Successful networking takes more than exchanging your business cards. You could have a Rolodex full of contacts, but how many of these people could introduce you to a possible client, or help you negotiate for a better contract? Here are simple tips for building a business network that matters, from using the web to your advantage, to deepening your business relationships after the first exchange of his and hellos.
1. Join web communities.
Look for websites of industry associations, charitable organizations, local business organizations, or communities that are related to your business. Sign up for newsletters so you know when they have events that you can attend. Participate in forums, offering advice in pertinent topics so you build rapport and credibility, too.
2. Attend seminars and trade conferences.
Get to know the people in your industry. They can give you great leads or introduce you to suppliers and future clients, but share invaluable advice on how to improve your business.
3. Start a blog related to your work.
It’s one of the best ways to be seen as an authority in your industry, and acts as ‘living portfolio’ that you can mention each time you go on a forum, attend a seminar or trade conference, or even makes a sales pitch to your client. Your blog can also showcase your past work, or include links to the websites of suppliers or other trade partners. They’ll appreciate the visibility, and return the favor one day.
4. Don’t be a user.
People smell insincerity. Don’t just ‘network’ to find clients or projects. Invest first in building relationships, and get to know people for who they really are. As the saying goes, build a friend first and a client second. Believe in the law of karma and that what goes around comes around—a reputation of being a good, reliable, trustworthy person who runs a business with a ‘heart’ can actually be better for you in the long run. They’ll trust you, and as human psychology goes, are more likely to recommend you to other people because they ‘like’ who you are.
Given this, it’s very important that you aren’t a ‘snob’ and only talk to people who can be useful to you. It’s tacky, and just plain stupid. The secretary you yelled at is probably going to tell her boss that you’re a jerk. And you never know when the poor assistant you snickered at will become the brand manager of a big client.
5. Ask smart, sincere questions.
Don’t talk about boring topics like the weather, or all the other inane chitchat that takes place in cocktails. The secret to real, genuine and memorable conversation—the type that make people remember who you are—is to ask good personal questions. For example, if you’re at a trade event, ask the other person why he chose to join this particular industry, or what he likes most about his job. If he mentions that he goes on a lot of business trips, ask ‘What’s the most interesting city you’ve ever visited?’ People like talking about themselves, and these will certainly build rapport and pave the way to a good working relationship.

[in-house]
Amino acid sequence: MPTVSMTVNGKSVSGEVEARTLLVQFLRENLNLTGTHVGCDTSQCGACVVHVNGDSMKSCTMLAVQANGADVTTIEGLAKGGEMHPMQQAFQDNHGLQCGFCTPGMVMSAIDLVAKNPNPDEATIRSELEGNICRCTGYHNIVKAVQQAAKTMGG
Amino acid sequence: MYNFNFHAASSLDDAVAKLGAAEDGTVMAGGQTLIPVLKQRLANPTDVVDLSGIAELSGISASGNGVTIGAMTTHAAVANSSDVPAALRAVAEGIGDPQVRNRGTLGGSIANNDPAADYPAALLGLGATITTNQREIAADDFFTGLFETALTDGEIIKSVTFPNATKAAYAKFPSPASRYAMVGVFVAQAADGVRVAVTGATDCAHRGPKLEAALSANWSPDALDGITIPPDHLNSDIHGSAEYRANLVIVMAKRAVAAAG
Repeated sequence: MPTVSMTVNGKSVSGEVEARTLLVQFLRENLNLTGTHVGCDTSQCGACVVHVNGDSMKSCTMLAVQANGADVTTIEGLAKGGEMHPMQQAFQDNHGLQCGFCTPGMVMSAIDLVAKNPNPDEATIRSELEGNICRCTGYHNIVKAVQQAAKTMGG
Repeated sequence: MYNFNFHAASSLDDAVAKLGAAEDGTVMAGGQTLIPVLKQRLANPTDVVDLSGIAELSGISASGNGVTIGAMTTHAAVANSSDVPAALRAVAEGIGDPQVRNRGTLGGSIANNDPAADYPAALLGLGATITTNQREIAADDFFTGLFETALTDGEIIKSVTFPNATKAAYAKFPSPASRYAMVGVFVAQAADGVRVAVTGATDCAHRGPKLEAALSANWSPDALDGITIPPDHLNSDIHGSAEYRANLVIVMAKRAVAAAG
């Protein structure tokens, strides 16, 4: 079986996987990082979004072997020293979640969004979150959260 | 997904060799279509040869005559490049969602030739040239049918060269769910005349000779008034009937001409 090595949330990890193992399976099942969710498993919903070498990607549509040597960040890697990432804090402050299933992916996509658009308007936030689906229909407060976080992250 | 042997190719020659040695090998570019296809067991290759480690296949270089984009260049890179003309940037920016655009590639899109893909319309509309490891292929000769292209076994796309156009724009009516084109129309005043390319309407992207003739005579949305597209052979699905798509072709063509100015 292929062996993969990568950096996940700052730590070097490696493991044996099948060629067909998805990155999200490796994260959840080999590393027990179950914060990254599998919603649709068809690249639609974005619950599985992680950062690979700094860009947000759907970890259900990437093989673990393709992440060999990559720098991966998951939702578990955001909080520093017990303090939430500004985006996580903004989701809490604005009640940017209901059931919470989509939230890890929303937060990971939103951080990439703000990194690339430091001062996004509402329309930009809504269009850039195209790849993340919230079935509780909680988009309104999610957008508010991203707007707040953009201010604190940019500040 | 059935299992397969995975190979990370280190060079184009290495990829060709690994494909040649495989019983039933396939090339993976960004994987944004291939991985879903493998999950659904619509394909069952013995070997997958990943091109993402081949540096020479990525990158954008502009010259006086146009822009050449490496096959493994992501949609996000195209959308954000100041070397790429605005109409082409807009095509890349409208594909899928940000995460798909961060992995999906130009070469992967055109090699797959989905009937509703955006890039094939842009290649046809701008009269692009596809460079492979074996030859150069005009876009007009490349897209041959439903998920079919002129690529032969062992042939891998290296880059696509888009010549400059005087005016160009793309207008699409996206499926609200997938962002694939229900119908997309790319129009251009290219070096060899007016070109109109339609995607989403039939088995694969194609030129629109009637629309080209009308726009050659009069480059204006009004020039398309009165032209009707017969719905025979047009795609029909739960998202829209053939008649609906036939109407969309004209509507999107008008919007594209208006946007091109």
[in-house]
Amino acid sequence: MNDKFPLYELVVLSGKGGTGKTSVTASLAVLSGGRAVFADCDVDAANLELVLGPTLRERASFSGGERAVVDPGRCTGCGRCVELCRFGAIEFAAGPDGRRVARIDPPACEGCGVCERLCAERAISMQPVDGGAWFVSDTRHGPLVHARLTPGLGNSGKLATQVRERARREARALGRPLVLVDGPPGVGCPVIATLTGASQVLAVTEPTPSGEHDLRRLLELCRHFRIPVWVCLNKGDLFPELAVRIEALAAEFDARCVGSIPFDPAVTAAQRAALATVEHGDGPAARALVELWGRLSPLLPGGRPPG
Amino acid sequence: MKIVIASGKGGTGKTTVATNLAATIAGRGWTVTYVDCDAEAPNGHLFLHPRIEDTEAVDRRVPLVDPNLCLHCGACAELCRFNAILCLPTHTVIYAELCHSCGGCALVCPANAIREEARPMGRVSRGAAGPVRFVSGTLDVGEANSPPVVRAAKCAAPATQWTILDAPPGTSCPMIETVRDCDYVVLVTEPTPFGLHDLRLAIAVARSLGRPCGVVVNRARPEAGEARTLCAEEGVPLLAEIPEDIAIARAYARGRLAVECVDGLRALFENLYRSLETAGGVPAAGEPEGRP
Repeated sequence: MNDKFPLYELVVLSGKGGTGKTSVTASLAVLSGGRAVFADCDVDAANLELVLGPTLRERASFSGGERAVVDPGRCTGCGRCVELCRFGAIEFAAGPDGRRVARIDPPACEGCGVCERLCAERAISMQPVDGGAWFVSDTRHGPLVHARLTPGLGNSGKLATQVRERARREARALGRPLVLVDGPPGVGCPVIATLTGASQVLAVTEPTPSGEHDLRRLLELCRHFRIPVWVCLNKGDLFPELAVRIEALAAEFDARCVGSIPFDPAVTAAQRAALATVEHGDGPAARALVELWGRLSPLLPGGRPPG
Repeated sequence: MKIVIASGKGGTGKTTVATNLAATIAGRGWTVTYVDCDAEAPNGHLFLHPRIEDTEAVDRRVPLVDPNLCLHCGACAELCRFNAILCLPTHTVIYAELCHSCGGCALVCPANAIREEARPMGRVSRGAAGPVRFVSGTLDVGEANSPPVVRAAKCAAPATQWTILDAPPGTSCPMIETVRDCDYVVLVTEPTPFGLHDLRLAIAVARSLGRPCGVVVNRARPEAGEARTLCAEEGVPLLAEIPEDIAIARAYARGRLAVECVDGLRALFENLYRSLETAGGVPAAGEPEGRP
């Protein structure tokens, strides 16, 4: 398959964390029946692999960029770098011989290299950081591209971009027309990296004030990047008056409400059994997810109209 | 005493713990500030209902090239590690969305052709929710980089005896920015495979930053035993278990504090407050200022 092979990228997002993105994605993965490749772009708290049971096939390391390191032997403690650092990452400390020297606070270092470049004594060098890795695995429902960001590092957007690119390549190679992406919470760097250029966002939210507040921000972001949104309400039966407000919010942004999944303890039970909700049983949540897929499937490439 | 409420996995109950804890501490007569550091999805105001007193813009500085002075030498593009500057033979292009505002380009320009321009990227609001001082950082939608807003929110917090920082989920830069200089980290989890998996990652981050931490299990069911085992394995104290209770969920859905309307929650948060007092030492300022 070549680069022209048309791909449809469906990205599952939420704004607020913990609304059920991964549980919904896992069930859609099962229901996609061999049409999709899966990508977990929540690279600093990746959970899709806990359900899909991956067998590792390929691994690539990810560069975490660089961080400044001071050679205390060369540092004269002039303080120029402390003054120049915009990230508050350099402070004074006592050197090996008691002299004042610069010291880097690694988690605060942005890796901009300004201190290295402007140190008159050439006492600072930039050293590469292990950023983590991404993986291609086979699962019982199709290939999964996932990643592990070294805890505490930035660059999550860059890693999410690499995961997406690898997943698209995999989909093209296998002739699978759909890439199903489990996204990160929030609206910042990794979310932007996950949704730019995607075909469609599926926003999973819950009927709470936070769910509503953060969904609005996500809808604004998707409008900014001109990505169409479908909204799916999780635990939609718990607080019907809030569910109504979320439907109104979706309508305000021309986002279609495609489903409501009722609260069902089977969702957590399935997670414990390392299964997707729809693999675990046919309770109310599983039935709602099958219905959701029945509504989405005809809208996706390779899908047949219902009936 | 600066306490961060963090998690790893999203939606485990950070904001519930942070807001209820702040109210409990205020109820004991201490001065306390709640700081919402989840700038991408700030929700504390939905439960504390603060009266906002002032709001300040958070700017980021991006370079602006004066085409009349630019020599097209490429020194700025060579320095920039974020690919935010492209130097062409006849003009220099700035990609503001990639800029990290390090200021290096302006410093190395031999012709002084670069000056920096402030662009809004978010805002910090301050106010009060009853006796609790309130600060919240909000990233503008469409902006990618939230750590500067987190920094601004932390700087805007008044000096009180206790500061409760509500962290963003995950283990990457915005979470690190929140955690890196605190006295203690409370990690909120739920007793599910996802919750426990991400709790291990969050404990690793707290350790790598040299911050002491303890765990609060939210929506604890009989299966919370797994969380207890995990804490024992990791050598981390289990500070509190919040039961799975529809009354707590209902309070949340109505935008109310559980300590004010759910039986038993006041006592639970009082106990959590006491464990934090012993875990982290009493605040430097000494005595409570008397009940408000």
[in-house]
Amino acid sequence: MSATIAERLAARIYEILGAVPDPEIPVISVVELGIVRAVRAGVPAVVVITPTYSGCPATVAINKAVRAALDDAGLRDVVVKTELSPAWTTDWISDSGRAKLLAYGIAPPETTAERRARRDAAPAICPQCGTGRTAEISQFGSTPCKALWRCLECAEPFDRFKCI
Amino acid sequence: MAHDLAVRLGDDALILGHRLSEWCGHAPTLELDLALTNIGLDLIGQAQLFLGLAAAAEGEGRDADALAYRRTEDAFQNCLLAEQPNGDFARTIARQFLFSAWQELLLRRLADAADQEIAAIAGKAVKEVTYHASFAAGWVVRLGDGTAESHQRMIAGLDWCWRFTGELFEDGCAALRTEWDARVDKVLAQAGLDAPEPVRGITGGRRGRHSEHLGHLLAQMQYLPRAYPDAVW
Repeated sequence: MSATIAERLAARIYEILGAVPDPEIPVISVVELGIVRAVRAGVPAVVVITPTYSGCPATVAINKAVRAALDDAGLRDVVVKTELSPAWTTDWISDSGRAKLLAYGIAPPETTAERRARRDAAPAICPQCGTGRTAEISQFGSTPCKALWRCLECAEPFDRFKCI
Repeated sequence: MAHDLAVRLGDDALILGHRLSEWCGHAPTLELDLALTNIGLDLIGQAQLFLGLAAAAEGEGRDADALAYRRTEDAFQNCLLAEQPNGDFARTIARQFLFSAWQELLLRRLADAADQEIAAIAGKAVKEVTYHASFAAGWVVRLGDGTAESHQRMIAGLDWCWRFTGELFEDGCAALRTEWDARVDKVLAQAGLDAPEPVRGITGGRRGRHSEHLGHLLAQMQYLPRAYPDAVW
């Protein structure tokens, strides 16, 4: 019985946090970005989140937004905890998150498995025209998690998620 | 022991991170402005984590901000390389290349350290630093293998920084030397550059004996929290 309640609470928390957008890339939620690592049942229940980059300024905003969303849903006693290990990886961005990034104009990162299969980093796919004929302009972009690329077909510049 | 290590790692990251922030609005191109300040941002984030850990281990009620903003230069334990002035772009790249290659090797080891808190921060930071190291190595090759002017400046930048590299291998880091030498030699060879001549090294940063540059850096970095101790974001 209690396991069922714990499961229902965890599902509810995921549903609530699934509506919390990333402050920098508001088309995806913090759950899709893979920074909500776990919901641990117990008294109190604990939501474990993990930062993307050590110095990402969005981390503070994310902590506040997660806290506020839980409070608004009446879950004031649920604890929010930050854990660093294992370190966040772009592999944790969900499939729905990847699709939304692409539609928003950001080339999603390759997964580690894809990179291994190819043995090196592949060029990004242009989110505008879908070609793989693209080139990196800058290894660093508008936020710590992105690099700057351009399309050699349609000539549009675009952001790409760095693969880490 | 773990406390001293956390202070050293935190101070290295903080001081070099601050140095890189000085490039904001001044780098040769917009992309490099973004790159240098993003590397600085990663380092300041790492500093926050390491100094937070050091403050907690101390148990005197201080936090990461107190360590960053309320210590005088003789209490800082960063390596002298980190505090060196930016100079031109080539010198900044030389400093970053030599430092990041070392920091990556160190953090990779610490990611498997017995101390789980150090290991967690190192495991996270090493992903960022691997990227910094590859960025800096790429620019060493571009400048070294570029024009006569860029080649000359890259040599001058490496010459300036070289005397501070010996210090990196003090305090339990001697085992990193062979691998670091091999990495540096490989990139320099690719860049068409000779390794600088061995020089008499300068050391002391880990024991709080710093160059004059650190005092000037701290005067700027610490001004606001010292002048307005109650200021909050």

5. Become a bridge.
If you want to network, so do other people. One way to win people’s trust (and business) is to help them in their own networking. Introduce them to people who can help them, or share a tip that’s helped you, too. Their gratitude will go a long way in nurturing your relationship with them.
6. Build your credentials.
Getting to know people is just one aspect of networking. It’s also important to have something to offer to others. So, expand your skills and experience and find a way to let people know that this is your area of expertise—through conversation, your blogs and marketing collaterals, or even the tips you give. That way, they’ll naturally refer you to others. ‘He’s the best person you can talk to.’
7. Focus on quality, not quantity, of connections
When you’re at an event, it’s far better to spend time deepening your ‘connection’ to two or three people rather than working the entire room. Try to get real, interesting conversations going—assessing not just the person’s skills or experience, but personality and interests. This takes time, but it pays off—even if you only meet a handful of people, you know you’ve made an impact and won’t just be one among 1 dozen of calling cards they collected that night.
8. Be observant.
Look out for small details. Let’s say that at a trade event you had a chance to talk to the VP of huge company that could give you a lot of business. You may be tempted to just talk about work, but pay attention to little details. Did he mention that he hopes to catch a play while he’s in town? You may discover that he’s a big fan of musicals. Send him good tickets to a good show. Or maybe he mentioned that his wife is pregnant. Take note of her due date and be sure to send a congratulatory email. Those little details matter.
9. Don’t wait till the holidays to do PR.
It’s common practice to send gifts or cards to clients or business partners during the holidays, birthdays or company anniversaries. However, you’ll be one of many people who’ll be doing that—and your gift isn’t likely to be remembered.
So aside from sending an email or a bouquet of flowers on their birthday (you can use software to send you a reminder) make small but meaningful gestures. For example, if you know a client is a working mom, remember her child’s birthday and send him a gift. Or, set meetings when you know it’s most convenient for her. ‘I know you have to pick up your son from school, so would you like us to teleconference earlier in the day?’
Also set time each week to send emails or have short phone calls to different contacts, just to touch base. That way, they remember you, and you avoid being branded as someone who only calls when you need something.